By Robin Barrie Kaiden, MS, RD, CDN, NLC
I love a great group fitness class. What’s better than working up a sweat in a dimly lit room with friends? You’re listening to your favorite songs, shutting out the world, and building muscle all in just 45 minutes. This has been one of my favorite things to do since age seven, when I started taking dance lessons. From elementary school through today, I have experienced and enjoyed so many different workouts.
But do you know how to tell if a class is safe? Do you know if you are doing the exercises correctly? Have you ever hurt yourself, been really sore, injured, or stopped attending a class because you didn’t like what it did to your body?
I can answer a firm yes to all of the above questions. With years of experience as a fitness professional, I’ve learned the most from my mistakes (and injuries), and I cannot stress this enough: Proper form is imperative to meet goals and prevent injury while working out!
Now, I hope you can learn from me, as I bring you video tutorials over the next few weeks teaching you how to execute proper form for the common exercises, like push-ups and squats.
If you can walk into a class with that body knowledge already in place, you’ll be so far ahead.
How I Developed My Own Attention to Form
Growing up as a dancer, I naturally developed great posture. It wasn’t until later on in life, when I started studying and learning more about the body, that I began to understand the importance of posture, body placement, and strength training. After high school, college, and graduate school (AKA countless hours of studying and hunching over computers and books), my posture suffered.
But while completing my dietetic internship and masters degree, I became certified as a personal trainer. I worked many hours training clients, learning on the job, and training myself. I learned the value of foam rolling, stretching, proper programming, and alignment. I noticed how many gym members who worked out alone or took group classes suffered due to poor form.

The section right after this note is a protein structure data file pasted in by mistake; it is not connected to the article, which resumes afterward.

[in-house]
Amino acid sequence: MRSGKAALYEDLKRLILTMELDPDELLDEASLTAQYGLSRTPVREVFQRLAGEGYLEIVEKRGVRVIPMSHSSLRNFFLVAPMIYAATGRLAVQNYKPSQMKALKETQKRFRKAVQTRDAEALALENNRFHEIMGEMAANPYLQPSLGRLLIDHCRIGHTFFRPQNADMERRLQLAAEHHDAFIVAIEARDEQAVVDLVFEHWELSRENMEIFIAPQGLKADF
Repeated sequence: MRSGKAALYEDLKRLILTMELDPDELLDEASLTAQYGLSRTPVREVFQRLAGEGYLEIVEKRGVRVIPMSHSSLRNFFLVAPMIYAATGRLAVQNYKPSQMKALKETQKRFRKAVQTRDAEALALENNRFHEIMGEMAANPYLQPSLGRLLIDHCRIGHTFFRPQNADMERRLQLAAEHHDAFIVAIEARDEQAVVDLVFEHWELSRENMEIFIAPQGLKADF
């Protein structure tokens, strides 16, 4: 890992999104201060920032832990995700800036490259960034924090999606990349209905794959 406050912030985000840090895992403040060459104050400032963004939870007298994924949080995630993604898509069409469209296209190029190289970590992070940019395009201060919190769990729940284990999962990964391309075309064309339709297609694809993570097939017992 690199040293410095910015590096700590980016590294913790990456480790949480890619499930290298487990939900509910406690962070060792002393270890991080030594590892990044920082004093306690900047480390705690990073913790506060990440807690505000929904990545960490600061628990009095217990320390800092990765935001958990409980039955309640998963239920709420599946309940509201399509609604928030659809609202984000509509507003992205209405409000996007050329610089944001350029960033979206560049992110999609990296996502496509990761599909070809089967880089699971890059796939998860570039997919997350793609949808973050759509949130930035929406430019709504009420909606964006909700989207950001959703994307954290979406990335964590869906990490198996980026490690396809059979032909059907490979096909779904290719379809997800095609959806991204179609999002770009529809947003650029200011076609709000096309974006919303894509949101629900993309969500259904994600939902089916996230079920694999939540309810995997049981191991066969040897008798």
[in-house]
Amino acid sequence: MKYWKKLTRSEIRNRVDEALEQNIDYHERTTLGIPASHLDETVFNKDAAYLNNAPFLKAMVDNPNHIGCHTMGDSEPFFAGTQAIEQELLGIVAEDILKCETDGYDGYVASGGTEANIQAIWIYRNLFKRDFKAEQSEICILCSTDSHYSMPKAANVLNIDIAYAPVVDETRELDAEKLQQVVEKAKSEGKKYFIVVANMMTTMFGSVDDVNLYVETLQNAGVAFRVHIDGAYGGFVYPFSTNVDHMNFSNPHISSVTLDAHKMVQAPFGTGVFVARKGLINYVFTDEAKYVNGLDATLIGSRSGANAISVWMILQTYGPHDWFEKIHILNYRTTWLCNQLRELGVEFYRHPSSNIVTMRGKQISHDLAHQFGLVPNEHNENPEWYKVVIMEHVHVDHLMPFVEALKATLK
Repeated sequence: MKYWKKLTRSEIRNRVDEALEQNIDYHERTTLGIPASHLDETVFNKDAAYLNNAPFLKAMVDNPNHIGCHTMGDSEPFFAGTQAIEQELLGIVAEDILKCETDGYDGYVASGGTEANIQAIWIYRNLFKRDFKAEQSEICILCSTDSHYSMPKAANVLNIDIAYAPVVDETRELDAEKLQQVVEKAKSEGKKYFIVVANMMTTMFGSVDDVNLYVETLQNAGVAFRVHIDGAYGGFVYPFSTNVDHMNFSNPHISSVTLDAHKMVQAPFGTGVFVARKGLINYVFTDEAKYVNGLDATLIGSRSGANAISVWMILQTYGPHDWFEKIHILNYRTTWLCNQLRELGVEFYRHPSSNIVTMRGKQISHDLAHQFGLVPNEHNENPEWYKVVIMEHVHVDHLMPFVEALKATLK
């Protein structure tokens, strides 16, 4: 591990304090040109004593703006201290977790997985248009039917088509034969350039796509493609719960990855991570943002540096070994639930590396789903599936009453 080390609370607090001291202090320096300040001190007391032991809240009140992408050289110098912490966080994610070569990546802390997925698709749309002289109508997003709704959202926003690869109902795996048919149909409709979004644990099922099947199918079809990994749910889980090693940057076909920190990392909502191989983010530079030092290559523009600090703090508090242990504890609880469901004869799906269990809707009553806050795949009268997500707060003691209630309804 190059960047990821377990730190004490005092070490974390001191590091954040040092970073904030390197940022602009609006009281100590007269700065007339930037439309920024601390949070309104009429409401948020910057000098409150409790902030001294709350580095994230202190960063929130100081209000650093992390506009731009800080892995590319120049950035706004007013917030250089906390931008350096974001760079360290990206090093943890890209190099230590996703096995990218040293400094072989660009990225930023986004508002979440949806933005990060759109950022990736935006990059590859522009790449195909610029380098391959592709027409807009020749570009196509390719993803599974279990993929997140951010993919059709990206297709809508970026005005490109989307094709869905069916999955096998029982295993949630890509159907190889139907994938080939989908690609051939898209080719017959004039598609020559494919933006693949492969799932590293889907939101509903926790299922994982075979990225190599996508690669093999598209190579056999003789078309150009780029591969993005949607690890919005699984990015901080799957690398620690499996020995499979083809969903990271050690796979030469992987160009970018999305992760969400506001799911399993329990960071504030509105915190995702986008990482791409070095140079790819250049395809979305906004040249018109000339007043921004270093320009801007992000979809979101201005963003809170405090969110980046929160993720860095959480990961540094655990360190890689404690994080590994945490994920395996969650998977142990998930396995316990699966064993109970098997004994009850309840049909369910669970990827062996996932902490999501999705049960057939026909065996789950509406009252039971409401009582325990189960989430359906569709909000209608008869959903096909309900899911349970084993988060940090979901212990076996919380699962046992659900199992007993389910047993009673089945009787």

As a trainer, correcting and advising them is actually how I gained many clients!
Why Proper Form Is so Crucial
So why is proper form so incredibly important for both the short- and long-term?
You can perform an exercise incorrectly once and be sore, but that’s something an Advil can fix right? Perhaps. However, if you keep doing things wrong, your body adapts to this, because your muscles like to work on the path of least resistance.
For example, if you hunch over a desk and phone all day, you will likely keep your shoulders rounded while exercising. That’s what your body is used to doing. This means your chest muscles are likely tight and your back muscles weak. It takes more effort and conscious energy to keep your chest lifted and back muscles engaged than it does to default to your “usual” hunched stance. Add some heavy weights and/or quick movements to this posture, and it’s a recipe for more poor form and potential injury disaster.
When you are in a group class, the instructor may be yelling out to keep your chest up and flatten your back, but if you don’t know what that means or how that feels in your body, you may not even be able to correct yourself. An instructor in a large class does not have the luxury of eyeing each and every student all class long.
Oftentimes, it takes actually injuring yourself to understand the true value of proper form and movement patterns. With each of my injuries (two torn ACLs, one ACL reconstruction surgery, a herniated disc and postpartum diastasis recti) and lots of physical therapy, I have learned more about my body, and the human body in general. Here are a few of my biggest lessons:
- Proper training to create a strong core (not sit-ups/crunches) is one of the most important factors in preventing injury.
- Weakness that leads to improper form must be addressed or can result in pain during/after workouts or an actual injury.